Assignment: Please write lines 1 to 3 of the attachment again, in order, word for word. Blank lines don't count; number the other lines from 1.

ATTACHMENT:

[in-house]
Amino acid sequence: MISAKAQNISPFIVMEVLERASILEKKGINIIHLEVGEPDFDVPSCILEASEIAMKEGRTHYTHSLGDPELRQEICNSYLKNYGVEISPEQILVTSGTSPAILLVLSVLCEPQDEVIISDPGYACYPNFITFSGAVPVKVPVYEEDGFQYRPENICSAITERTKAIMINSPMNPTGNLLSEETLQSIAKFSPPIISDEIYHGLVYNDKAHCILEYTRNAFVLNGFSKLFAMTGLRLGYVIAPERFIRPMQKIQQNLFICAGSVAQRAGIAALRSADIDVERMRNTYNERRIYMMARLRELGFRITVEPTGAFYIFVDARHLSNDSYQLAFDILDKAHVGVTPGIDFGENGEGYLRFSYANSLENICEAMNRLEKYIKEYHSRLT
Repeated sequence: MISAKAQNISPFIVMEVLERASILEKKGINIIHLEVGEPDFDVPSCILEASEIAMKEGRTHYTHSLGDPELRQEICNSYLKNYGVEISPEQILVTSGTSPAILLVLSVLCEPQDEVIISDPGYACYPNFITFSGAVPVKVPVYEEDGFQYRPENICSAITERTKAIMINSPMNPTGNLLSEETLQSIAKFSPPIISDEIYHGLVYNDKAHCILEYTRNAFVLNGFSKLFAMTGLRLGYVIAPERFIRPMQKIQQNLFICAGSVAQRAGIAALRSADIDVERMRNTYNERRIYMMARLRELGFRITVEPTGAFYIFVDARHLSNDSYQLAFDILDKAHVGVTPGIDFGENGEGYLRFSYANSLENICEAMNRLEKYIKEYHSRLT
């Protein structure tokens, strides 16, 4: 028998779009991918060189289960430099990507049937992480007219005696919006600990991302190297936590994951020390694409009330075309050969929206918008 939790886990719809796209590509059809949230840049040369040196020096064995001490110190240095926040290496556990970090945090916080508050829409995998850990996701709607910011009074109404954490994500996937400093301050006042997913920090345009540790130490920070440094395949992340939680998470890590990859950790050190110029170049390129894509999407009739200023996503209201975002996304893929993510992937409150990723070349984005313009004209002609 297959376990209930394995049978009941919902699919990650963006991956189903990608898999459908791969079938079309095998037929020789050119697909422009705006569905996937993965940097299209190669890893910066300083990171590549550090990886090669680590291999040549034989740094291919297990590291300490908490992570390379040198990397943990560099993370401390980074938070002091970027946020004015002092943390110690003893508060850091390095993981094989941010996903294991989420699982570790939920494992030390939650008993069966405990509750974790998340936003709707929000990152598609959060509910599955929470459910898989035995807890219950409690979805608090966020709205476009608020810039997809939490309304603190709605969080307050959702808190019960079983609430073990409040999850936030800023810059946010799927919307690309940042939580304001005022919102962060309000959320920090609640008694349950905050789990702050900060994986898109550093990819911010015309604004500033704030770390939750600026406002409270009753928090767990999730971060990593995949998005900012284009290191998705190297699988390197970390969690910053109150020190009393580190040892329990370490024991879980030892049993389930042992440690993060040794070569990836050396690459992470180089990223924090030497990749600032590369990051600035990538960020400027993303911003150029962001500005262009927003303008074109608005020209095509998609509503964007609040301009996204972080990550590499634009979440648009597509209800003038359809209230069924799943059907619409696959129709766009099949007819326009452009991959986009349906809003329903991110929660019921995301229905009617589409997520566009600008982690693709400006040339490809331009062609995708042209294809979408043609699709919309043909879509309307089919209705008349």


[in-house]
Amino acid sequence: MISAKAQNISPFIVMEVLERASILEKKGINIIHLEVGEPDFDVPSCILEASEIAMKEGRTHYTHSLGDPELRQEICNSYLKNYGVEISPEQILVTSGTSPAILLVLSVLCEPQDEVIISDPGYACYPNFITFSGAVPVKVPVYEEDGFQYRPENICSAITERTKAIMINSPMNPTGNLLSEETLQSIAKFSPPIISDEIYHGLVYNDKAHCILEYTRNAFVLNGFSKLFAMTGLRLGYVIAPERFIRPMQKIQQNLFICAGSVAQRAGIAALRSADIDVERMRNTYNERRIYMMARLRELGFRITVEPTGAFYIFVDARHLSNDSYQLAFDILDKAHVGVTPGIDFGENGEGYLRFSYANSLENICEAMNRLEKYIKEYHSRLT
Repeated sequence: MISAKAQNISPFIVMEVLERASILEKKGINIIHLEVGEPDFDVPSCILEASEIAMKEGRTHYTHSLGDPELRQEICNSYLKNYGVEISPEQILVTSGTSPAILLVLSVLCEPQDEVIISDPGYACYPNFITFSGAVPVKVPVYEEDGFQYRPENICSAITERTKAIMINSPMNPTGNLLSEETLQSIAKFSPPIISDEIYHGLVYNDKAHCILEYTRNAFVLNGFSKLFAMTGLRLGYVIAPERFIRPMQKIQQNLFICAGSVAQRAGIAALRSADIDVERMRNTYNERRIYMMARLRELGFRITVEPTGAFYIFVDARHLSNDSYQLAFDILDKAHVGVTPGIDFGENGEGYLRFSYANSLENICEAMNRLEKYIKEYHSRLT